Flappy Bird: What Happened?

One of the most intriguing stories to come across the news feeds recently is that of Dong Nguyen, the developer behind the runaway hit Flappy Bird. This immensely popular game, which was the number one downloaded free app in both the Apple App Store and Google Play for nearly a month, reportedly generated up to $50,000 a day in revenue from in-app advertising. Not too bad of a payday for an indie developer who apparently made the game in less than a week in his spare time.

However, this fairy tale story doesn’t have a fairy tale ending. Due to the overwhelming popularity of the game – and the resulting spotlight that was trained on Mr. Nguyen – the developer ended up actually pulling his game from all app stores on February 9.

In another tweet, Mr. Nguyen requested that the media and users give him some breathing room (“Please give me peace”), giving rise to speculation that the incredible attention that his game was suddenly receiving was too much for the Vietnam-based developer. True to his word, Flappy Bird was duly removed from all the app stores; it no longer shows up on any lists, and Mr. Nguyen’s game development studio, DotGears.com, is no longer displaying the game as part of its’ offerings.

Too much spotlight

There is an amazing amount of speculation on what really happened with this story. The majority of commentators are scratching their heads wondering how anyone – especially a game developer who had never attained this level of success before – could walk away from that much money on the table. Viral success of anything, whether that is a game, video, meme, etc., is rarely explainable; it’s an odd combination of luck and sheer numbers paired with the crushing force of social media amplification.  Here’s an interesting timeline of Flappy Bird’s meteoric rise from Mashable:

  • The game started out in obscurity, just like any other game. It initially got 13 reviews, and then rose to 20 reviews a day.
  • Flappy Bird download levels swelled on Jan. 13, increasing 136% day-over-day.
  • On Jan. 17, the app became the number-one free app in the U.S. App Store, according to app-analytics company Distimo.
  • By Jan. 24, the media was finally starting to take notice of Flappy Bird.
  • Tweets with the phrase "Flappy Bird" passed the 500,000 a day mark as of Jan. 25, according to Topsy.
  • By Feb. 1, Flappy Bird was the number-one free game in 53 countries in the App Store.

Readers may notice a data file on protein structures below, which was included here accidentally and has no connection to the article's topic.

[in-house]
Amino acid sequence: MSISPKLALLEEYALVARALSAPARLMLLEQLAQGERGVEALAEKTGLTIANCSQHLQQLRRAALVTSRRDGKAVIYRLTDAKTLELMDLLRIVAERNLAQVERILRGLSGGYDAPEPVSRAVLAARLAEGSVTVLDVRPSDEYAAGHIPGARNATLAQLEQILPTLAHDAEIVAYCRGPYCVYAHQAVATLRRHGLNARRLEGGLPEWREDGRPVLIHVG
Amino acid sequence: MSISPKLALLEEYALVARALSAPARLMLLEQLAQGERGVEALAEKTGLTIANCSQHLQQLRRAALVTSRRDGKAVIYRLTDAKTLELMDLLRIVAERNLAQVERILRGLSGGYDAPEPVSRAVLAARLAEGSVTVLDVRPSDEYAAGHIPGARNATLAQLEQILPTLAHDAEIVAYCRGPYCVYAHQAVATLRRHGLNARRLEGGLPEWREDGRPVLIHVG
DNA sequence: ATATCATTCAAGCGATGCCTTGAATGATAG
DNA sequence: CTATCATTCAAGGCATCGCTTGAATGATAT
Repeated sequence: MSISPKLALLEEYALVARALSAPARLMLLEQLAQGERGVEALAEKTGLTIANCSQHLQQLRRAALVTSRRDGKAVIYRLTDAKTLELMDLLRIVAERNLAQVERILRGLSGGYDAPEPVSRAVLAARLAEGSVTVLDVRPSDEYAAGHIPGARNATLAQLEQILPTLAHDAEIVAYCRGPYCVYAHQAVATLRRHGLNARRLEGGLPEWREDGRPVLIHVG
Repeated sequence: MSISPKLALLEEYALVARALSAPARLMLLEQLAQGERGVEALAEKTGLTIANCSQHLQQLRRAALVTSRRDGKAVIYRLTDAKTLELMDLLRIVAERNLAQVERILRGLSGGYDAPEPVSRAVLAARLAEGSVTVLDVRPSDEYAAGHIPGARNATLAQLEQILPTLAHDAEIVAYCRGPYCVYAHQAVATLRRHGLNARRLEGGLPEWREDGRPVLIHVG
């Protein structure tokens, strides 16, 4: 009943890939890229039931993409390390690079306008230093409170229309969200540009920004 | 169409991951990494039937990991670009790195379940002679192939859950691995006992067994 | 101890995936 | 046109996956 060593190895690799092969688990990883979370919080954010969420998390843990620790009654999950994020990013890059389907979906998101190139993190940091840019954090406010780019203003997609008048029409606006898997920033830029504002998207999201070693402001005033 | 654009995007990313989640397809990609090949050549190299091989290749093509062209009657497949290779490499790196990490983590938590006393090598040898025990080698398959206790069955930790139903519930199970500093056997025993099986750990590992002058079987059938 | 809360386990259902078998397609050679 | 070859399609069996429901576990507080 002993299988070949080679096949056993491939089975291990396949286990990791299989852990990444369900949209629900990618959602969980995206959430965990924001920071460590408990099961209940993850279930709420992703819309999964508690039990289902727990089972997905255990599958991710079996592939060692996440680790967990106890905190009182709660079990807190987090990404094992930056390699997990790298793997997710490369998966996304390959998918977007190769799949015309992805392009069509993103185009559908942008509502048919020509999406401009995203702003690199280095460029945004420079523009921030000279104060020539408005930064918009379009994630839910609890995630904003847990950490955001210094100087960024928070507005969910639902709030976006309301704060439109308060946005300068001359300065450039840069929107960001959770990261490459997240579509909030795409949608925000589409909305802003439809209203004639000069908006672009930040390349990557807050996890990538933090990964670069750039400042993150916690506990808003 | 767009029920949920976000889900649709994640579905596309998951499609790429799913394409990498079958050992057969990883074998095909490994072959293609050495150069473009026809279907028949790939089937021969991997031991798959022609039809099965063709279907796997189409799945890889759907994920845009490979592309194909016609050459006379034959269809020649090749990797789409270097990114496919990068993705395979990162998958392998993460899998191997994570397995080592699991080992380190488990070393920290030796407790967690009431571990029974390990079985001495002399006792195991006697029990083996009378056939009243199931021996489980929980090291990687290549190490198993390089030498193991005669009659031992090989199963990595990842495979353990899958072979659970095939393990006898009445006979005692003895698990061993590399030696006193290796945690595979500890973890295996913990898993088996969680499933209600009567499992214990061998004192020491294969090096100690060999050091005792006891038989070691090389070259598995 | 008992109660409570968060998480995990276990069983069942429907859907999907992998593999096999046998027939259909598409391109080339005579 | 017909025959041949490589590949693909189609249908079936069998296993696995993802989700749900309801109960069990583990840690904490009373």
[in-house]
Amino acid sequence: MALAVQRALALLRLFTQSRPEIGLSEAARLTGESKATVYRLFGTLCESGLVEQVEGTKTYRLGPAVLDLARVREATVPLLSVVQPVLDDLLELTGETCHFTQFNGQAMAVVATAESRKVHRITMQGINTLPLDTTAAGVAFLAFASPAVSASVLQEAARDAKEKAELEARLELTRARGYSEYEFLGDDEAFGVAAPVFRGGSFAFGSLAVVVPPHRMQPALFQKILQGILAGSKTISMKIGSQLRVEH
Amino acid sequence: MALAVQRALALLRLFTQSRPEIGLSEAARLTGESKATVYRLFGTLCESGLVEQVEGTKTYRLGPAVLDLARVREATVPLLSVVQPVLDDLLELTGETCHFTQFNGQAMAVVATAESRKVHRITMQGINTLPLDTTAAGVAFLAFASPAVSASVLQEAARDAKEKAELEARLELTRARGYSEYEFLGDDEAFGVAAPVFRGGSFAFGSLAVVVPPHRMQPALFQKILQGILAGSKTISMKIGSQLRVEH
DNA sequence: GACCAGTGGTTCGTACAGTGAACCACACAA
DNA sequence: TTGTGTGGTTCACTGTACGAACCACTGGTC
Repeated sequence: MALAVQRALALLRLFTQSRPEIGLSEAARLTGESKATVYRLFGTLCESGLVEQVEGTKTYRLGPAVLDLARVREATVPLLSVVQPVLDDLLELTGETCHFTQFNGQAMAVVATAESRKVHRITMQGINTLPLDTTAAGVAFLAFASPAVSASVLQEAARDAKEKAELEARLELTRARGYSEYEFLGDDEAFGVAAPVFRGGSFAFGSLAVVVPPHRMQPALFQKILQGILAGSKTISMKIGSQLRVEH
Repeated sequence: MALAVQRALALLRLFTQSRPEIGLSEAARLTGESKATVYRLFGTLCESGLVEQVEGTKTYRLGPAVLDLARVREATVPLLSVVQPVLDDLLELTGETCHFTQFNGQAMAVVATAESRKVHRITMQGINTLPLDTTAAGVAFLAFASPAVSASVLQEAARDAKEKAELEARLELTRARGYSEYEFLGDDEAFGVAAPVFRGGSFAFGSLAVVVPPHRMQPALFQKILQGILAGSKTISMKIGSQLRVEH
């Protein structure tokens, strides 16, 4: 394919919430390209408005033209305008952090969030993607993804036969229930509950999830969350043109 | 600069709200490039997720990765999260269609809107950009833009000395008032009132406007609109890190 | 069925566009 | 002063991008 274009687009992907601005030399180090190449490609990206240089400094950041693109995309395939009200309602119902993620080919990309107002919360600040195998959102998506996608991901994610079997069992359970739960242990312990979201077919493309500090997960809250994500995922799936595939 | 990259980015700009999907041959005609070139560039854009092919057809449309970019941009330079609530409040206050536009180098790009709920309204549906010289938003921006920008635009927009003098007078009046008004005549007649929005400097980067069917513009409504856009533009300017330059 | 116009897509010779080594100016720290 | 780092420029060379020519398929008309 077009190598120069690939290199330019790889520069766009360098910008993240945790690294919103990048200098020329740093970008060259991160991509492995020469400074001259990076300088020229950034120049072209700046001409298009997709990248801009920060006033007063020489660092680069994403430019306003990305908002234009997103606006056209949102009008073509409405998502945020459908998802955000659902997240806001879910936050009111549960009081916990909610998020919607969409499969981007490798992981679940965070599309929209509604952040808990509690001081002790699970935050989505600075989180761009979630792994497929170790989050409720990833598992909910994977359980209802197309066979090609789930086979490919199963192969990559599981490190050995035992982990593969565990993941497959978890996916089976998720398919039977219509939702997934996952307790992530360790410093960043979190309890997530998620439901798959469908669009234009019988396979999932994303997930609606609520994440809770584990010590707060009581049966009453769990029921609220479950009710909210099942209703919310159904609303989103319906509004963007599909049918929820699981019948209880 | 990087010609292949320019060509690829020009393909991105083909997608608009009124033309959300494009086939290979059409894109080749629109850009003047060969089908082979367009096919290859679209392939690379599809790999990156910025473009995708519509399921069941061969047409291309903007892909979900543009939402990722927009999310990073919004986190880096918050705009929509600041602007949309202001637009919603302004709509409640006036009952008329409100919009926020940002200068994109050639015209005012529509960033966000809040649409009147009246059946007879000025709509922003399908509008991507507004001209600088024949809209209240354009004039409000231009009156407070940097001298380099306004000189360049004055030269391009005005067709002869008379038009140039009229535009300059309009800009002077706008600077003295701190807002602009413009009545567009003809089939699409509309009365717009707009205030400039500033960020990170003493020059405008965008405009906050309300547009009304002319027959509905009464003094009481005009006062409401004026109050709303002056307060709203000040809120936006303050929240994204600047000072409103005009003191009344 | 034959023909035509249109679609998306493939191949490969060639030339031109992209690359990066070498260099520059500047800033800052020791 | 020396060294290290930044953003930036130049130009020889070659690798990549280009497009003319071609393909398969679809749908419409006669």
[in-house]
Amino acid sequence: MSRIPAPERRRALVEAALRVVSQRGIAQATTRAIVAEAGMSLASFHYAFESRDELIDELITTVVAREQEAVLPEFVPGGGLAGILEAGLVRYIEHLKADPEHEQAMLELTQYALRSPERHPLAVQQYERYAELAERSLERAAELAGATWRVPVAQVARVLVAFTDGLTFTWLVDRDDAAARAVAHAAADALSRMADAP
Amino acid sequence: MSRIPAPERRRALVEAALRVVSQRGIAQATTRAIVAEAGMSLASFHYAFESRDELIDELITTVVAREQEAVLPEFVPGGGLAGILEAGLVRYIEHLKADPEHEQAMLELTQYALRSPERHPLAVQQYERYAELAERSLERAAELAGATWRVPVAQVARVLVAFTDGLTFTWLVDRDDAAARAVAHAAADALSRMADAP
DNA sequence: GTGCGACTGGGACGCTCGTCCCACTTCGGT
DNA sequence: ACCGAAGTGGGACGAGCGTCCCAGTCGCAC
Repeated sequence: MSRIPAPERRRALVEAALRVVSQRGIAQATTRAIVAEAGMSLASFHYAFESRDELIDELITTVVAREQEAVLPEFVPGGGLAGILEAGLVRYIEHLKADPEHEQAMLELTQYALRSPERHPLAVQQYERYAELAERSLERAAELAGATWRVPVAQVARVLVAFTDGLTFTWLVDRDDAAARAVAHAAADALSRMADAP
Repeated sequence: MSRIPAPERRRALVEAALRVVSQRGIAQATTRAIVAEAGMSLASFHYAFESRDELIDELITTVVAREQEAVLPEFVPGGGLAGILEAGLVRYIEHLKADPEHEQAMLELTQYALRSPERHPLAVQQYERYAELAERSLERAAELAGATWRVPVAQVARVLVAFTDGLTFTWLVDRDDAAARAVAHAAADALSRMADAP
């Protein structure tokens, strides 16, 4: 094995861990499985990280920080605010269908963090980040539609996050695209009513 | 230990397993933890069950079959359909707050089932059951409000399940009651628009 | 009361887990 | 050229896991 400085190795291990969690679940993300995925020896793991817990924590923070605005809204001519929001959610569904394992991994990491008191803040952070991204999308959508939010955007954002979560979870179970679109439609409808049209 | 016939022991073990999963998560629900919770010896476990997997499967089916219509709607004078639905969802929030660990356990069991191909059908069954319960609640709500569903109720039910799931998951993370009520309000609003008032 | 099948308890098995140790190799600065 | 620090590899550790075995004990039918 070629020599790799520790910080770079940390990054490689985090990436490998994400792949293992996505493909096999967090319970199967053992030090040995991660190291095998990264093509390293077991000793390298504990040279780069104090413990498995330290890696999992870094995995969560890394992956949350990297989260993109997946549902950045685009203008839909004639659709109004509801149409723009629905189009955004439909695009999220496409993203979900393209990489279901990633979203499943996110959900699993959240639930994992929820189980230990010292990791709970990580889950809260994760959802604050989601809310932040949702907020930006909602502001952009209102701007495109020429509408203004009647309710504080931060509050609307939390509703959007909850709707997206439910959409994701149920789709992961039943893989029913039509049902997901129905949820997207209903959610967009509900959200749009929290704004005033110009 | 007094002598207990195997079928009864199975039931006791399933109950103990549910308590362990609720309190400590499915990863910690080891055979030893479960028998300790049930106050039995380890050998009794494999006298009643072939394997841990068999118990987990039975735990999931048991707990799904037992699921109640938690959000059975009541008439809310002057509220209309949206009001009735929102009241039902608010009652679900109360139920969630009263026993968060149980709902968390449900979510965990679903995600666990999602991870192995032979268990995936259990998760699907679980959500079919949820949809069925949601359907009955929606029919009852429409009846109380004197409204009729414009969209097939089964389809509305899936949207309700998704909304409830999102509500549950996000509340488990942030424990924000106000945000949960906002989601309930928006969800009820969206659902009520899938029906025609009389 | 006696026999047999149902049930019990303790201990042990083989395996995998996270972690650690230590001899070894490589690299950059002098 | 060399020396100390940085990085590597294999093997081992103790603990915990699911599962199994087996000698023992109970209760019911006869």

• Then, at around 2:30 p.m. ET on Feb. 8, Nguyen made a stunning announcement: Flappy Bird was going to go away.
  •  By Feb. 9, Flappy Bird was removed from the App Store and Google Play.
  • It's now been 28 days since Flappy Bird hit the App Store's top 10. The game has had at least 50 million downloads, and amassed nearly 16 million tweets.

If you think about what happened from Mr. Nguyen’s point of view, the story becomes more understandable. He went from being a simple game programmer with a few apps under his belt to having his phone ringing off the hook, his email inbox jammed with reporters eager to get his side of the story, ad network executives rushing to get him to add their products to his banner ads rotation, and most likely a whole host of other people eager to catch a ride on the comet.

Bold move or genius advertising?

There is a current of thought in the wide variety of opinions published regarding this story that Mr. Nguyen was not in fact overwhelmed by the attention that his game was receiving; in fact, he did what would immediately cause the most demand for his game (along with the other games in his development line-up and any future games he might come up with); which is create a false scarcity. Remember when Disney would advertise “Disney Vault” movies, telling consumers that this was their “last chance” to purchase something? It created a huge amount of sales simply because consumers believed that their favorite Disney movie was about to be gone forever; which was simply not true.

Many people believe that removing Flappy Birds was a marketing move of sheer genius, since not only does the developer continue to rake in money from millions of installs already out there, but he’s paving the way for future games to make a similar splash. I guess the only way to find out for certain is to watch what’s released next.

Similarities to other games?

There’s also some speculation that the game borrowed heavily from old-school Nintendo animation. In fact, the pipes in the game are pretty much textbook Mario-style; which begs the question of possible legal issues (or the potential of legal issues) being the true reason behind the Flappy Birds takedown.